62415-blogWelcome to the community. What community? Well, it is now apparent that a human being is more than just an orderly array of human cells; the body an ecosystem, a community of human and microbial cells. The microbes might see things differently, since they outnumber human cells 10:1 and number in the trillions (which, to give you a better sense of scope, is “a million million”). They might see us as their ambulatory support units.

We owe much of the detailed information we have about the human microbiome to the NIH. They launched the Human Microbiome Project in 2008 with $115 million in funding. The human microbiome is the population of microbes that live throughout our bodies, including eyes, respiratory membranes, skin, reproductive membranes and the gut.

Gut bacteria have attracted a lot of attention from this project because, despite scientists’ best efforts, most gut bacteria don’t grow well in cultures. DNA and RNA analysis techniques have made it possible to get better information about what is actually there.

We do know that a healthy gut contains 500 to 1000 species of microbes. As in a tropical rain forest, more diversity means a healthier system. We are also getting a better look at the interaction between these bacteria and the immune system. The balance of gut microbes can change within a few hours depending on the types of foods they get. As you might expect, fatty, salty, sugary, processed foods disrupt gut balance and, along with it, the body’s ability to fight disease and ward off autoimmune problems.

Under constant assault from fat, sugar, salt and processed food, gut bacteria can no longer do their jobs adequately. The maintenance of the intestinal wall breaks down, the gaps between intestinal cells open up and the immune system responds with an unrelenting activation. People familiar with gluten sensitivity will find this concept all too familiar. Cyrex Labs has designed antibody tests to record this constant barrage of immune activity to many components of the wheat kernel and other food antigens. This constant activation of the immune system gives us one important cause of inflammation.

Brain chemistry is also intimately dependent on gut health. As you alter your gut ecosystem, you can also expect to have neurotransmitter balance problems. This can result in cravings for the very foods that are contributing to the damage, creating a vicious cycle. Bad food leads to bad microbe balance, which leads to more gap junction issues and more proteins and microbes entering the blood, leading to disruptions in blood brain barrier leading to chemicals interfering with brain chemistry, leading to changes in cravings and the cycle begins anew.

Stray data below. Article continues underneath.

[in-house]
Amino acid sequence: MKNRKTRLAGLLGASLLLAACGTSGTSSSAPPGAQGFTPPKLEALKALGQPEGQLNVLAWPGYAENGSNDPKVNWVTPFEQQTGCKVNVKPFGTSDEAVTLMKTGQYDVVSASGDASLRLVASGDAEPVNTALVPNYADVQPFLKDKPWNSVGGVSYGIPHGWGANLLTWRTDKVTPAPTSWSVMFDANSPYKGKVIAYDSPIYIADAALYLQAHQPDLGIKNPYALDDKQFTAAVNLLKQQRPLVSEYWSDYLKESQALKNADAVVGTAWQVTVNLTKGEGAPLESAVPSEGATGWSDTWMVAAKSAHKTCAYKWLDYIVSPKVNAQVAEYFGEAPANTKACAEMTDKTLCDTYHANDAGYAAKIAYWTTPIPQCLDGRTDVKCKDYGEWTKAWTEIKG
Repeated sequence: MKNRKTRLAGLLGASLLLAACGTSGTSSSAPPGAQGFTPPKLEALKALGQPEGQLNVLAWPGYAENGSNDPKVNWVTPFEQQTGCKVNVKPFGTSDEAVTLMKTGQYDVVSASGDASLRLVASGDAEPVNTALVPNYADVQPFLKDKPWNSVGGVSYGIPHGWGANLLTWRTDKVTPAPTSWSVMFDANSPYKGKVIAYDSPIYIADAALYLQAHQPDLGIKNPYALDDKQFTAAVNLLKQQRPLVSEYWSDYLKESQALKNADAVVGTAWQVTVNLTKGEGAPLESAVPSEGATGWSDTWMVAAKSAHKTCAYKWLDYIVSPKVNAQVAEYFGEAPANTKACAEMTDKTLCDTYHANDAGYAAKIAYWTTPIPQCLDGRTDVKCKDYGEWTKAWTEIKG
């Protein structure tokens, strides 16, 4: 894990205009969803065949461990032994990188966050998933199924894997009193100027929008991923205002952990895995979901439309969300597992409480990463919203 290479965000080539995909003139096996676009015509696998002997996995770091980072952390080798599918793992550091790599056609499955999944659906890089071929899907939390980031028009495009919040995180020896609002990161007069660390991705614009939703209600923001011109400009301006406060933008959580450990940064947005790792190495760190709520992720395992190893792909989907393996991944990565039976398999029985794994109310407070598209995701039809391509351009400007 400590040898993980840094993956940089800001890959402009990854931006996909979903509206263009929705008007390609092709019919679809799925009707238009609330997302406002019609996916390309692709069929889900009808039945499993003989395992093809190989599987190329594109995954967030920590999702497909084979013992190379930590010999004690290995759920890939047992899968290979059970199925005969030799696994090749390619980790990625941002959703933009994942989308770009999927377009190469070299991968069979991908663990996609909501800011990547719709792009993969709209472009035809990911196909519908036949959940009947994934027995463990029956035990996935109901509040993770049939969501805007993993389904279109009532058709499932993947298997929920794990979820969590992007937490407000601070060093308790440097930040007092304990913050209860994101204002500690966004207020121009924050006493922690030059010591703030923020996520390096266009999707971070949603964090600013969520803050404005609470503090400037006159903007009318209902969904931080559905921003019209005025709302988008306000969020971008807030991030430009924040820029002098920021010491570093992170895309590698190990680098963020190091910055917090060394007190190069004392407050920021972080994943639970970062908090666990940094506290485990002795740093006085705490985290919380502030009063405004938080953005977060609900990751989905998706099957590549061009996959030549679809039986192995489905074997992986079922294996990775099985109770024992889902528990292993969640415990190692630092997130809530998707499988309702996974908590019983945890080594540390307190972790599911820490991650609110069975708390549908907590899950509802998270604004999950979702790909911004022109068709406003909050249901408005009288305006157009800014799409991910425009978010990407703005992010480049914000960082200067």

You won’t be surprised to find that these insights on gut flora is giving us new reasons to eat more complex carbohydrates, like vegetables and omega-3 fatty acids (olive oil), yogurt (the good stuff made from organic milk from healthy cows and without corn starch) and fewer omega-6 fatty acids (corn and canola oil).

I encourage you to think about feeding the entire community, not just your taste buds. Choose foods that keep your gut bacteria healthy and they will return the favor.

I should mention that it is not only food that can alter your microbiome balance, but also herbicides like glyphosate, which is found in Roundup. These herbicides not only attack unwanted plants in your garden, but also the helpful microflora in your gut. These common herbicides are found virtually everywhere now, but if you eat organic, non-GMO foods you can lower your exposure to them.

I wish I could tell you that you can eat whatever you choose and just take a perfect combination of supplements and fix it all. Supplements can certainly help like a good probiotic and gut repair herbs (FloraGenix and maybe RepairVite), but these will only supplement your efforts to feed your microbiome with a decent assortment of high quality nutrients.

For more on this topic, read “Food Fight” by Laura Biel, one of the featured articles in Science News May 30, 2015.